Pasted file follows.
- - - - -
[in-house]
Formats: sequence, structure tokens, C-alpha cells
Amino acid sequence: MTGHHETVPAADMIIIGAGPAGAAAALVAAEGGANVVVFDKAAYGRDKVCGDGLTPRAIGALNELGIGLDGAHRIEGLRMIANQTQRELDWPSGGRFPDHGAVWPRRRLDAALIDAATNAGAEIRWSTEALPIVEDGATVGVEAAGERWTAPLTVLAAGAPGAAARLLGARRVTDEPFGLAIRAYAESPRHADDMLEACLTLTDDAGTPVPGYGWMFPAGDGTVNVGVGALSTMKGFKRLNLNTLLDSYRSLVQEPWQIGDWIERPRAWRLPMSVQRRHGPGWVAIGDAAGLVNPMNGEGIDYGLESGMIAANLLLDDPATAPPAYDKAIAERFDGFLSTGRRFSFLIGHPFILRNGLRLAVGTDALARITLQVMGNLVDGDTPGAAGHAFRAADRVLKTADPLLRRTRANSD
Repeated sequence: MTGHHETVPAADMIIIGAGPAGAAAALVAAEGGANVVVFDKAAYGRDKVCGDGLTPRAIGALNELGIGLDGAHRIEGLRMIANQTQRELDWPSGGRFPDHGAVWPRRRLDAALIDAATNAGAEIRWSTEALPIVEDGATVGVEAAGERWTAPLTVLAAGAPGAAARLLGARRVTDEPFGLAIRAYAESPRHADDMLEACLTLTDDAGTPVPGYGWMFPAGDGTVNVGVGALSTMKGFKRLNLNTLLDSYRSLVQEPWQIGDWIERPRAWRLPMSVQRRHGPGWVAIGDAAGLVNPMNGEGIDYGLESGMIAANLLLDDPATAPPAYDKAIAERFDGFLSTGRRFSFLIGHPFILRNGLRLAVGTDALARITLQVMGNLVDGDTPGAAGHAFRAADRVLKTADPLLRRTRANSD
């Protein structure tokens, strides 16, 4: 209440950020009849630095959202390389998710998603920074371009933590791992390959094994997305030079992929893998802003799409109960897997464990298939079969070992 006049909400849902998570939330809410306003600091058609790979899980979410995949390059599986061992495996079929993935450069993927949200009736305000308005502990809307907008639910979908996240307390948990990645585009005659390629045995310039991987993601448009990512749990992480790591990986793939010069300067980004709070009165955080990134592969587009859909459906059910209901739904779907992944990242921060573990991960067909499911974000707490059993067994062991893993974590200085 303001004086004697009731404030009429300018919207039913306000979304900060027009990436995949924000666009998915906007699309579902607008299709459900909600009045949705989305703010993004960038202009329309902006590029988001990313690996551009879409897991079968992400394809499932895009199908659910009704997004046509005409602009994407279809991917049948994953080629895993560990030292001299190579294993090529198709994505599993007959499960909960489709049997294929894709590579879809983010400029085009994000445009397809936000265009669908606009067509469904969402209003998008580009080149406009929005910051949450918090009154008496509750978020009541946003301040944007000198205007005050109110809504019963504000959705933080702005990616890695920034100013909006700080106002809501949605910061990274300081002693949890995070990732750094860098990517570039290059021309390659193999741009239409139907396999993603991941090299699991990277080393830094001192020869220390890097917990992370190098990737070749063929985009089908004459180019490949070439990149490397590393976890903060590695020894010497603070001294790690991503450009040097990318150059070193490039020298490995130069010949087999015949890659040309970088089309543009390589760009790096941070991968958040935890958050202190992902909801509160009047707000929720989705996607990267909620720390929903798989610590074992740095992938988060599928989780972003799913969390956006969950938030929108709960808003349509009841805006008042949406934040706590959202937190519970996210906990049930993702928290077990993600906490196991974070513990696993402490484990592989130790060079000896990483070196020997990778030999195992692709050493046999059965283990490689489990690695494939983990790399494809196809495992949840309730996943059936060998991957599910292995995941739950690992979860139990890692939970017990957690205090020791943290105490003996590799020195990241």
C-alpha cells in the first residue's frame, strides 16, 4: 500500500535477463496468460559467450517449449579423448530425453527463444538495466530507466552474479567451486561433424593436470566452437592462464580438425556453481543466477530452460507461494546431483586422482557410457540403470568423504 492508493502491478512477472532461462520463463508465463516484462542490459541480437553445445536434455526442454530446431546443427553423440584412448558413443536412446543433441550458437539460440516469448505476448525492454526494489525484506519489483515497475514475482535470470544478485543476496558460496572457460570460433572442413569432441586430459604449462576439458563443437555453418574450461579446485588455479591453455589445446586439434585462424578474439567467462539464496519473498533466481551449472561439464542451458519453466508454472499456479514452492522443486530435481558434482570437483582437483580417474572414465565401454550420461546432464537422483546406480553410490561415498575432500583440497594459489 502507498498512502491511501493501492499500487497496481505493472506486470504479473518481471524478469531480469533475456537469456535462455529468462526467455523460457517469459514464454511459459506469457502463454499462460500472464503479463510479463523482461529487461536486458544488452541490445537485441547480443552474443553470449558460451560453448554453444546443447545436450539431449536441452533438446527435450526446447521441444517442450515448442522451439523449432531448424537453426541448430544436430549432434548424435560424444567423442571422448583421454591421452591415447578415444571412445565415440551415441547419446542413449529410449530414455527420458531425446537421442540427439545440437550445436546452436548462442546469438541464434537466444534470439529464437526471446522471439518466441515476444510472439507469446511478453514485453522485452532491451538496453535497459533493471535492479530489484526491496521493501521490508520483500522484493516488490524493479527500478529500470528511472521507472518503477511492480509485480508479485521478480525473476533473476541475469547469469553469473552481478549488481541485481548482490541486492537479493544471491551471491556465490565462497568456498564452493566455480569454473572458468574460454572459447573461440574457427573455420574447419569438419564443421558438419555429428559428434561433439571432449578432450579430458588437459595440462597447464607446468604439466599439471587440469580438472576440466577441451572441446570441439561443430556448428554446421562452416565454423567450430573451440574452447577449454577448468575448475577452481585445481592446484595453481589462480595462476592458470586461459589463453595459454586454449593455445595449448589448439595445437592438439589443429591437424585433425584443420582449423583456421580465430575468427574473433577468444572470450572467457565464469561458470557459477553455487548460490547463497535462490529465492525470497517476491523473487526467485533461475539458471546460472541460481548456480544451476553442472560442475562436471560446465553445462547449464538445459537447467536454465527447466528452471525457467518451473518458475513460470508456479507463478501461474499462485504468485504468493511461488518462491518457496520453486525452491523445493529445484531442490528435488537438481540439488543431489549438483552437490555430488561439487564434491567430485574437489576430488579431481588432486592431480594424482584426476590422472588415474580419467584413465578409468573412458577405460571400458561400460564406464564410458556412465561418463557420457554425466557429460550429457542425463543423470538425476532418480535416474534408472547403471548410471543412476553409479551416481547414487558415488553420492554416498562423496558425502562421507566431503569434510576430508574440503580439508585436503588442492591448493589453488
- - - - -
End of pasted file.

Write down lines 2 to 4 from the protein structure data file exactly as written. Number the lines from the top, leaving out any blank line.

Formats: sequence, structure tokens, C-alpha cells
Amino acid sequence: MTGHHETVPAADMIIIGAGPAGAAAALVAAEGGANVVVFDKAAYGRDKVCGDGLTPRAIGALNELGIGLDGAHRIEGLRMIANQTQRELDWPSGGRFPDHGAVWPRRRLDAALIDAATNAGAEIRWSTEALPIVEDGATVGVEAAGERWTAPLTVLAAGAPGAAARLLGARRVTDEPFGLAIRAYAESPRHADDMLEACLTLTDDAGTPVPGYGWMFPAGDGTVNVGVGALSTMKGFKRLNLNTLLDSYRSLVQEPWQIGDWIERPRAWRLPMSVQRRHGPGWVAIGDAAGLVNPMNGEGIDYGLESGMIAANLLLDDPATAPPAYDKAIAERFDGFLSTGRRFSFLIGHPFILRNGLRLAVGTDALARITLQVMGNLVDGDTPGAAGHAFRAADRVLKTADPLLRRTRANSD
Repeated sequence: MTGHHETVPAADMIIIGAGPAGAAAALVAAEGGANVVVFDKAAYGRDKVCGDGLTPRAIGALNELGIGLDGAHRIEGLRMIANQTQRELDWPSGGRFPDHGAVWPRRRLDAALIDAATNAGAEIRWSTEALPIVEDGATVGVEAAGERWTAPLTVLAAGAPGAAARLLGARRVTDEPFGLAIRAYAESPRHADDMLEACLTLTDDAGTPVPGYGWMFPAGDGTVNVGVGALSTMKGFKRLNLNTLLDSYRSLVQEPWQIGDWIERPRAWRLPMSVQRRHGPGWVAIGDAAGLVNPMNGEGIDYGLESGMIAANLLLDDPATAPPAYDKAIAERFDGFLSTGRRFSFLIGHPFILRNGLRLAVGTDALARITLQVMGNLVDGDTPGAAGHAFRAADRVLKTADPLLRRTRANSD